I'm sure it makes me sound hopelessly middle-aged, but being able to post this blog on a Megabus from Manhattan to Washington, DC feels like science fiction to me. At 45, I'm old enough to remember the excitement of getting a push-button phone.
A digression: I'm determined not to be one of those people who romanticizes the past (as witnessed by the fact I'm all gee-whiz-ain't-it-cool-I'm-blogging-on-a-bus), but the digital age has eliminated a lot of truly pleasurable sensations. For instance, like letting your finger take a little ride around a rotary phone, accompanied by a satisfying clack-clack-clack. Likewise for typewriters, which also made you feel like you accomplished something when it went ding at the end of every line.Oh! And rakes! I don't begrudge anyone taking the easy way out with a leaf blower, but it's made autumn obnoxiously noisy when it used to have a reassuring scratching sound. I suppose someone older than me said the same thing about summers and power mowers, but seriously, it's the 21st century, surely someone could create a blower and a mower that doesn't make you want to shoot your neighbor.
Okay, back on the bus.
Having just moved to New York, this trip is the first time I've taken advantage of the growing revolution in cheap bus travel. The cost of going from Manhattan to DC? $9.50. If I'd planned better, I could have gotten it for $5 or even a $1.
True, lines like Megabus, Boltbus and the one that started it all, Fung Wah, make you stand outside in the elements to get picked up. But that could be considered preferable to the purgatorial atmosphere of most bus stations. What's more, Megabus offers power outlets onboard, so if you get wet you can always plug in your hair dryer.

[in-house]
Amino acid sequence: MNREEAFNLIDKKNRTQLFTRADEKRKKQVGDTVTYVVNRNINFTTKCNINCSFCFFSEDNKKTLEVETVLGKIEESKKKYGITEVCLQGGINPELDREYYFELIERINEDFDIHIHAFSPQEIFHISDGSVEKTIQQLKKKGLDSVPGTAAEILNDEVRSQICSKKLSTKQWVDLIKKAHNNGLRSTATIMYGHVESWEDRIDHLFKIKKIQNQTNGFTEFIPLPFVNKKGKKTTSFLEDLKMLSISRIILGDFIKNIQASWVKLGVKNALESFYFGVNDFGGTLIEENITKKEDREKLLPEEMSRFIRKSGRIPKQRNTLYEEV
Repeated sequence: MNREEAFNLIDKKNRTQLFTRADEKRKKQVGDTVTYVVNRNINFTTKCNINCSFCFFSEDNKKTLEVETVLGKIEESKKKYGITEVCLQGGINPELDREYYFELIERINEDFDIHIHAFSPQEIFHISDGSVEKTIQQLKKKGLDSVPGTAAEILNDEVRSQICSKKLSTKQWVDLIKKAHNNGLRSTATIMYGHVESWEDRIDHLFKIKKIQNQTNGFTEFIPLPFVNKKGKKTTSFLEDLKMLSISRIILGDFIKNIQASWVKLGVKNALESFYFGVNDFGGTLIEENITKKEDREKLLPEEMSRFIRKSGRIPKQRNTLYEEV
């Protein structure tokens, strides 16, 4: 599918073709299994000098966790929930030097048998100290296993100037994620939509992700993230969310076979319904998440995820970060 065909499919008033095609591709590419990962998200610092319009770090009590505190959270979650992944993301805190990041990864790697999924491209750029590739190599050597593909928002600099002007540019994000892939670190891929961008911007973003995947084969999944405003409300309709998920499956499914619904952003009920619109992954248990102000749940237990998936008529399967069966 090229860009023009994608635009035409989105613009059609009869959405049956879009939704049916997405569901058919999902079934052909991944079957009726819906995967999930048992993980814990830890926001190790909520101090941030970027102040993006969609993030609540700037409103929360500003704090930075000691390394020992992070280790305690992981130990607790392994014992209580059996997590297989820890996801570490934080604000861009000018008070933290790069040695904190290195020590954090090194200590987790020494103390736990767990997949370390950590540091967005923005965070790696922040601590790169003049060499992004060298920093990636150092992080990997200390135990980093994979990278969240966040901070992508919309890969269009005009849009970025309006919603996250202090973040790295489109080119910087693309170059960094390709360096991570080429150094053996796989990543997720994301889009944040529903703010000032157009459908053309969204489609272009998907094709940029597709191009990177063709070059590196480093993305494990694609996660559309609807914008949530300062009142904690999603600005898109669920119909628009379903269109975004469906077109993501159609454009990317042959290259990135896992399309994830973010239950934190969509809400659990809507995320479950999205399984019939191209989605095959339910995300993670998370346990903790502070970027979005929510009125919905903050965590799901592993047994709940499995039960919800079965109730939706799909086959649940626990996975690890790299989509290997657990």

And did I mention the free wi-fi that allows me to blog to you right now -- ON A BUS?
The no-frills bus lines have gotten a bad rap, though I've never found Greyhound to be particularly frilly. I logged in a lot of bus miles as a teen -- visiting friends from summer camp as far flung from my Jersey hometown as Tennessee -- and the only benefit I recall was always seeming to sit next to someone just out of prison or, in all likelihood, soon to be headed back in.
Since this is a personal finance page, I suppose I should offer comparisons of various bus lines, but Seth Kugel, the Frugal Traveler has already done that for me over at the NY Times blog. Be sure to check out the comments, which make for entertaining reading, with tales of drivers steering with their elbows, Chinese people spitting in the aisles and, on one occasion, a bus bursting into flames. I guess safety is considered a frill.
The only advice I can add is to be sure to sit on the left side of the upper deck. That way you have a wider view of the actual world as you engage with the digital one.
And that, my friends, is The Upside.
The Up (and Down) Side of Cheap Bus Travel